New Zealand 29 South Africa 9 (Rugby World Cup Quarter-final)
Telstra Dome, Melbourne
Saturday, 8 November 2003 8:30pm (NZT)
Referee: Tony Spreadbury (England)
Half-time: New Zealand 13 South Africa 6
It was an all-or-nothing win for the All Blacks in Saturday night's Rugby World Cup semi-final against South Africa. The opponent was arguably the toughest they have faced at quarter-final stage during the four tournaments thus far.
But they did it, and with a 20-point margin convincingly so, although it had been a nervous wait for New Zealand supporters around the world.
With a three-tries-to-one victory, the All Blacks could leave the Telstra Dome in reasonably good spirits, especially with only three penalty goals to Derick Hougaard in response.
Leon MacDonald's try after a fine burst by Carlos Spencer was a major highlight of the game. With Joe Rokocoko and Keven Meleamu adding theirs for good measure, the ability of the All Blacks to make the most of their opportunities could not be doubted.
Let there be no mistake though: the South Africans, for all the negative press they have enjoyed in recent years, were the quarter-finalist that could have ended the 2003 All Blacks' dream.
With retiring halfback Joost van der Westhuizen wanting to go out on a winning note at this tournament and a proud rugby history, the wearers of the green jersey always had the potential to inflict All Black tragedy.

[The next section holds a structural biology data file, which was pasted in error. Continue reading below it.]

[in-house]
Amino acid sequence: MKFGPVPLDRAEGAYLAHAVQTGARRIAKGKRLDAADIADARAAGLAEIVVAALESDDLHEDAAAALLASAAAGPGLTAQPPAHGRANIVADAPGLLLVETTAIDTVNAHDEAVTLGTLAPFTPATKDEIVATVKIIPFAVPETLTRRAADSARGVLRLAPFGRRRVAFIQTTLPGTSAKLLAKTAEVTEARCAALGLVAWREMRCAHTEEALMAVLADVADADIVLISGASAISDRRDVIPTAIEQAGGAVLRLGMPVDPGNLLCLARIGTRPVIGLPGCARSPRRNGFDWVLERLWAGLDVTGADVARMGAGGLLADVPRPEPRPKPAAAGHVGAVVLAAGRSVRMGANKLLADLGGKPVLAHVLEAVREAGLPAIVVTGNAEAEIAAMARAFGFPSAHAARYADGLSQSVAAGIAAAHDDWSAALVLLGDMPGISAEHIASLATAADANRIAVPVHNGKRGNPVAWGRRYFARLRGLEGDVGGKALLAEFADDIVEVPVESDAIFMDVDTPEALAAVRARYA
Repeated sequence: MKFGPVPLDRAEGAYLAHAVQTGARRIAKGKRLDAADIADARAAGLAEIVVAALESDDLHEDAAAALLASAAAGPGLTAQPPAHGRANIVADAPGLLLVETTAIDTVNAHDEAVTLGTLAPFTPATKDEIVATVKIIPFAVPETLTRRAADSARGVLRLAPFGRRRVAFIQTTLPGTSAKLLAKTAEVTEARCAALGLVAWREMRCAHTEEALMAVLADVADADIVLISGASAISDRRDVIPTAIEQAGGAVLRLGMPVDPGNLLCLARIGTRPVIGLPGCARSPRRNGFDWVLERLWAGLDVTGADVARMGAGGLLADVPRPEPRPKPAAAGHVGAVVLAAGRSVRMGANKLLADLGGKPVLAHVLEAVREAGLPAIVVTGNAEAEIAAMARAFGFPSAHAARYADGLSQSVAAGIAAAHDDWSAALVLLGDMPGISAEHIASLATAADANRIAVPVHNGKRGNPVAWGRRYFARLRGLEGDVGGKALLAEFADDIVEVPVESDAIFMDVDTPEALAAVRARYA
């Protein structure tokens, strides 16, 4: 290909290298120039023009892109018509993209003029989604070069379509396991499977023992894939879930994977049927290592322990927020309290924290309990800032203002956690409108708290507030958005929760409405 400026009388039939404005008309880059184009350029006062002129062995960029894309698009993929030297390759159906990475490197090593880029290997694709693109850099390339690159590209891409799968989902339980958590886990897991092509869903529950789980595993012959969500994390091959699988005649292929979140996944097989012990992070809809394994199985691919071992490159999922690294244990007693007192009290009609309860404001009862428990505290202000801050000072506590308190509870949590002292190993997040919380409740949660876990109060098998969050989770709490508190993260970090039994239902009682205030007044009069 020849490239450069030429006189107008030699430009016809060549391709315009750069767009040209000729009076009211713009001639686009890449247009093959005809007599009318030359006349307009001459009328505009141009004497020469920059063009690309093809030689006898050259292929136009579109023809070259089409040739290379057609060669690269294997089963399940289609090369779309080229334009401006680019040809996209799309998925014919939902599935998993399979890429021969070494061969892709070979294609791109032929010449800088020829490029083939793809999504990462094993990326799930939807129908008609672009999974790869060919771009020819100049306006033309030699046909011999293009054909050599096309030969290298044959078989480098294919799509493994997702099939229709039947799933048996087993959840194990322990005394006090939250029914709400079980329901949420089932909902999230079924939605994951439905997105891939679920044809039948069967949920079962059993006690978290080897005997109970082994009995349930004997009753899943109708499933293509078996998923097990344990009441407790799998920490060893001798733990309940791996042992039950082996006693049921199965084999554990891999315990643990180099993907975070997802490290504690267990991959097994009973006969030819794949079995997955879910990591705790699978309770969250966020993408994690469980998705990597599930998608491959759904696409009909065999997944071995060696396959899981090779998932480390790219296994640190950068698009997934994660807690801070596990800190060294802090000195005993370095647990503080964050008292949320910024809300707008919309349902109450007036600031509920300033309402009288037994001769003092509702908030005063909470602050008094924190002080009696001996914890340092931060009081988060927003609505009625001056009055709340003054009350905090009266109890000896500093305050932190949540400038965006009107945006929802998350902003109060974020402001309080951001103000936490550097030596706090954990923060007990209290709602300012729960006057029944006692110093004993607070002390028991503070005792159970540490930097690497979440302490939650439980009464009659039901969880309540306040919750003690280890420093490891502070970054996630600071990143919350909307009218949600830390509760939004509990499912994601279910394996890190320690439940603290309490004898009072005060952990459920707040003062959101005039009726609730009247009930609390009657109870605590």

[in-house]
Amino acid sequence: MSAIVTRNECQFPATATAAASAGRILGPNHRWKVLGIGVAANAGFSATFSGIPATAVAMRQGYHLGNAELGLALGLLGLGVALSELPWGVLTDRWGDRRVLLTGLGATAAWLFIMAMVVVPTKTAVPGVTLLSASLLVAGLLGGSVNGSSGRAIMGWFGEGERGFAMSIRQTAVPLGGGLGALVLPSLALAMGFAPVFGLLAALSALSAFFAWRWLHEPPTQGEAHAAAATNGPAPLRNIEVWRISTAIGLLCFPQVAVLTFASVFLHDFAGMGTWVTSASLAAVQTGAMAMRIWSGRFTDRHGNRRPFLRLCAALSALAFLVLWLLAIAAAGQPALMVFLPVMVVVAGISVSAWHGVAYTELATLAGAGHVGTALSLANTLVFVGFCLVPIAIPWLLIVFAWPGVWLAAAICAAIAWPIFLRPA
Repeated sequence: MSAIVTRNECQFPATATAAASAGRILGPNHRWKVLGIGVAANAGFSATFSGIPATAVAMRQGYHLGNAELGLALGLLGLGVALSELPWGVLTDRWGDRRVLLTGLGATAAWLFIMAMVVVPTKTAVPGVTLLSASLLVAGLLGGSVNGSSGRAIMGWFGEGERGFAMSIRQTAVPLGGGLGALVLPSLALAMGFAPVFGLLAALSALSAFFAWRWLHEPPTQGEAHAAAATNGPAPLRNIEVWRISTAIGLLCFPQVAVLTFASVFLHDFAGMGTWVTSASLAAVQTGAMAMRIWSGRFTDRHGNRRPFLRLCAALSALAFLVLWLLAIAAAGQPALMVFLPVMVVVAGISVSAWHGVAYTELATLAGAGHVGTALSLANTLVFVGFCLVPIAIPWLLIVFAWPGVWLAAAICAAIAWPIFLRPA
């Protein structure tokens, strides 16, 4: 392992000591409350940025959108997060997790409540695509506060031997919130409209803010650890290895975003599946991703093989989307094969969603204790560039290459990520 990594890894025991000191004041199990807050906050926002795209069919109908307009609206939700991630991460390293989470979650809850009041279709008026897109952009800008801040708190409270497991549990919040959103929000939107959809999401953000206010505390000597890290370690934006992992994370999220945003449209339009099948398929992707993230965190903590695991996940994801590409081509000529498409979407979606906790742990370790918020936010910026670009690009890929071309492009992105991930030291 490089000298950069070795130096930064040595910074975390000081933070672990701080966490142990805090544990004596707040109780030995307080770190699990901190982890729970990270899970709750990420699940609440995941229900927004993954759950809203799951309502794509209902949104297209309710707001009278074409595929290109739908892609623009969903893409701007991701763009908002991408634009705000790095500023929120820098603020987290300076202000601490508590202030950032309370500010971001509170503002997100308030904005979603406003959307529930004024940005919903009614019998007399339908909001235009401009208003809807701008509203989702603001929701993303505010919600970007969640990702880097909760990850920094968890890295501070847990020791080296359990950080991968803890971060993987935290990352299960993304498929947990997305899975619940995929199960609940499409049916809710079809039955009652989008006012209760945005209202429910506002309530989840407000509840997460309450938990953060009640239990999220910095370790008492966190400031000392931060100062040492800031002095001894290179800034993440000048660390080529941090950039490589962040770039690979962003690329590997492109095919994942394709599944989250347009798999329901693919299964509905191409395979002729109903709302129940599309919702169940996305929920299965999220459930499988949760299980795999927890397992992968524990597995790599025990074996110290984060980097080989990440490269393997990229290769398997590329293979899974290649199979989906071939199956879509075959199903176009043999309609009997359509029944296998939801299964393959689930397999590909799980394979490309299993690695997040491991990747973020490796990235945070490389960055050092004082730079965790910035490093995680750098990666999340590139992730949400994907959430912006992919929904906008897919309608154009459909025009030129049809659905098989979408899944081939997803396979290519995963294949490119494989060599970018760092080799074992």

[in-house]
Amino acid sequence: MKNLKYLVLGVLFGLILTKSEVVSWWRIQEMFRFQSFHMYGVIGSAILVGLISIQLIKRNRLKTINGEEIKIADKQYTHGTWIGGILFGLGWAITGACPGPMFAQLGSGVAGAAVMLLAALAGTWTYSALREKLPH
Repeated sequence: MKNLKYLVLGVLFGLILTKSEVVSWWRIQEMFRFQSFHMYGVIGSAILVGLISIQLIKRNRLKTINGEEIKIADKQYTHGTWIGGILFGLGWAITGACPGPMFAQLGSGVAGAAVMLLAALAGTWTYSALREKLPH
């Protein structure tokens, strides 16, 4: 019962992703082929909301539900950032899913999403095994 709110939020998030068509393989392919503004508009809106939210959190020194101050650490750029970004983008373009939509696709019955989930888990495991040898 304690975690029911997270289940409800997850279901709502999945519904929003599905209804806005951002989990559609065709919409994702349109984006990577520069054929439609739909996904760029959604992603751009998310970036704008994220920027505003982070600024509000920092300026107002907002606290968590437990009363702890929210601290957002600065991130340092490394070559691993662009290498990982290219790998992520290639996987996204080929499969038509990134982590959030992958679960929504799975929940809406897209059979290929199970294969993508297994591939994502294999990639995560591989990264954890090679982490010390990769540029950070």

But Reuben Thorne's team rose to the occasion. The forwards held their own against the South African pressure, including dynamic forward Jerry Collins, Justin Marshall played forcefully at halfback, MacDonald had a solid game all round, including his try, conversion and three penalty goals. Aaron Mauger's drop kick was a good psychological boost, offsetting three missed kicks by MacDonald.
All being said and done: a good effort on the whole, with the All Blacks dominating possession and in the end, the game as a whole. It was historically significant: their first win against South Africa at a World Cup.
But every dropped pass, every error forced or unforced, now becomes absolutely crucial. And there were still a few in this game.
Perfection is a lot to ask for, even from the All Blacks. But if ever such a performance should be sought, it will be this weekend against the Wallabies at Olympic Stadium in Sydney. The pressure on the New Zealanders is now greater than any previous World Cup semi-final or Bledisloe Cup encounter.
Unlike 1991, they face the Wallabies at home in what could be a potentially be another heartbreaker. The Australians have a notorious habit of beating New Zealand at crunch time.
Enough is enough. The New Zealanders must dig, dig, and dig again within themselves to find the tactical, technical and emotional resources to carry them through to the Rugby World Cup final next weekend.
The All Blacks must absorb all the pressure from what could be a fired-up Australian team and supporters to depose them from this tournament. The dream is within sight of our team to finally excorcise 12 years of bitter memories and then go on to glory.
The All Blacks need our maximum support for what will be the most important game most of them will ever play.